A Conservative politician who claimed that the UK’s net-zero goal would be a “hard sell” to voters because of inaction from China took a £3,000 donation from a motoring firm operating in the country, The Independent and DeSmog can reveal.
Brendan Clarke-Smith was one of a number of MPs to take part in a “Whatsapp tirade” against Boris Johnson’s push for a “green revolution” in the UK earlier this month, according to a report in The Sun.
In messages criticising Mr Johnson’s plans for reaching net-zero emissions by 2050, Mr Clarke-Smith claimed that it was “a hard sell asking people to make sacrifices when the rest of the world, China/Russia etc, are carrying on as usual”.
"It can’t happen overnight – and others need to pull their weight, rather than us doing all the legwork,” he added.
But research by the environmental investigations outlet DeSmog has revealed that the MP for Bassetlaw in 2020 accepted £3,000 from IM Group, a UK import-export company whose automotive wing, International Motors Ltd, claims to work with “some of the largest vehicle manufacturers” in China.
The company, which is chaired by former Tory peer and billionaire motor trade entrepreneur Lord Edmiston, has an office in Beijing and employs 60 people across China, according to its website.
Zoe Nicholson, the Green Party’s Green New Deal spokesperson, told The Independent: “We often see those in the business of climate inaction point the finger at China.
“What makes this case particularly egregious is that here we have an MP who is himself profiting from increasing car sales in China.
“Like other MPs who benefit from non-executive directorships, donations and gifts in kind funded by the fossil fuel lobby, he is responsible for the lack of action on the climate crisis that has led us into a wholly avoidable existential crisis.”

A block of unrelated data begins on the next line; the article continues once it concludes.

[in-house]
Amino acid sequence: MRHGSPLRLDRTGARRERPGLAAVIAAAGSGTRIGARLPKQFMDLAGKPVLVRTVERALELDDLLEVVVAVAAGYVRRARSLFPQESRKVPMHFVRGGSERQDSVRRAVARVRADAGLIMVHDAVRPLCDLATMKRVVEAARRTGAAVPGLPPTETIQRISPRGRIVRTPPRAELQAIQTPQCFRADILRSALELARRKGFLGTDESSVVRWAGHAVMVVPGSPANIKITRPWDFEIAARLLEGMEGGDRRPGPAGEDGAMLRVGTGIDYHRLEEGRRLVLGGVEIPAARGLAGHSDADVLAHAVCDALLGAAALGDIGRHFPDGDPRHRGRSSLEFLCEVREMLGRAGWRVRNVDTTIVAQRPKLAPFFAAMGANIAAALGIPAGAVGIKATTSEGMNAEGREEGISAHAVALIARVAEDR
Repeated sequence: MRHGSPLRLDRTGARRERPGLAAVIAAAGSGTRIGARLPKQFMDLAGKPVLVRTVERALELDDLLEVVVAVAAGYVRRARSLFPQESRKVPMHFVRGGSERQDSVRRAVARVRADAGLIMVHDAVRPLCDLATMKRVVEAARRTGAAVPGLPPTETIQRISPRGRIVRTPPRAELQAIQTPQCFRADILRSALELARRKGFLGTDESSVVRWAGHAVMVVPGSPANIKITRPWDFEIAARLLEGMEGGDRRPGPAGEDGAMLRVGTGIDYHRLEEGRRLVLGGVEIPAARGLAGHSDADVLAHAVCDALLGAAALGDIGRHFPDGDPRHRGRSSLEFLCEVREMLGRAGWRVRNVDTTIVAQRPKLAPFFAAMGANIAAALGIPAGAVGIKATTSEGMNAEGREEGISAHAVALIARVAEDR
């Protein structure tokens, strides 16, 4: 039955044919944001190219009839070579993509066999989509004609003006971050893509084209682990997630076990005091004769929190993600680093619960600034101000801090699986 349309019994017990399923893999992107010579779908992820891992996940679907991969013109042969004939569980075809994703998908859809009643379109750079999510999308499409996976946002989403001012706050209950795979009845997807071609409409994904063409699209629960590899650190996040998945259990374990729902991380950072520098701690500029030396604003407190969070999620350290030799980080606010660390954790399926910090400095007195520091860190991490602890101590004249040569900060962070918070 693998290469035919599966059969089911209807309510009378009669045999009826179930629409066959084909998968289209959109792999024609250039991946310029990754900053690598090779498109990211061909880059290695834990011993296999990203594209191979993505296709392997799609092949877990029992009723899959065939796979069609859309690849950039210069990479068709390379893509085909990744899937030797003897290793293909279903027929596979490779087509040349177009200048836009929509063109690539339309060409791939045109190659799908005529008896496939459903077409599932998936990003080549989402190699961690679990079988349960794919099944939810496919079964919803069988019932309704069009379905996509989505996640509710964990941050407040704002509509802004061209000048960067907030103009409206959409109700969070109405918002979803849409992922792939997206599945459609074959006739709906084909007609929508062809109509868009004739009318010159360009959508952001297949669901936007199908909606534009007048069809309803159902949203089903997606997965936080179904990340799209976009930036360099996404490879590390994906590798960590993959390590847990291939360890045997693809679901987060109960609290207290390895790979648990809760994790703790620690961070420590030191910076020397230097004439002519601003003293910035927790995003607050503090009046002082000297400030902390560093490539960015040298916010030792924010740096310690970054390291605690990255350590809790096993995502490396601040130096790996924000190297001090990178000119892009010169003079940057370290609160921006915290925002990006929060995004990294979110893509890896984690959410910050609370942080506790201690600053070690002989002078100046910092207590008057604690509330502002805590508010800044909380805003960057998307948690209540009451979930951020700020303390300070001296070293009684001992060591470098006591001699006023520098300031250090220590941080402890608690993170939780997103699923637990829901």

The news comes as Mr Johnson is facing increasing opposition to his climate policies from the right wing of the Conservative Party.
A group of backbench Tory MPs is currently preparing to launch a challenge against Mr Johnson’s plans to meet the UK’s legal target of net-zero emissions by 2050.
The “Net Zero Scrutiny Group” includes Brexiteer Steve Baker, who is a trustee of the UK’s most prominent climate denial group, the Global Warming Policy Foundation (GWPF), and Craig Mackinlay, an MP who has spoken out against the government’s 2030 ban on the sale of new diesel and petrol cars.
The group aims to question the “costs” associated with reaching net zero in the UK.
This is despite analysis from the UK’s independent climate advisers finding that the cost of achieving net zero would amount to just 0.5 per cent of annual GDP over the next 30 years.
Rebecca Newsom, head of politics at Greenpeace UK, said the actions of right-wing Tory MPs risk undermining the UK ahead of Cop26, the global climate summit taking place in Glasgow in November.
She told The Independent: “It’s worth reminding any MPs who may be questioning the UK’s climate commitments that the government’s world-leading net zero target was supported unanimously by the House of Commons.
“What the UK does at home will have a ripple effect across the rest of the world. Anyone genuinely committed to tackling the climate crisis needs to not undermine our government’s efforts at this critical moment.”
The Independent contacted Mr Clarke-Smith and IM Group for comment.
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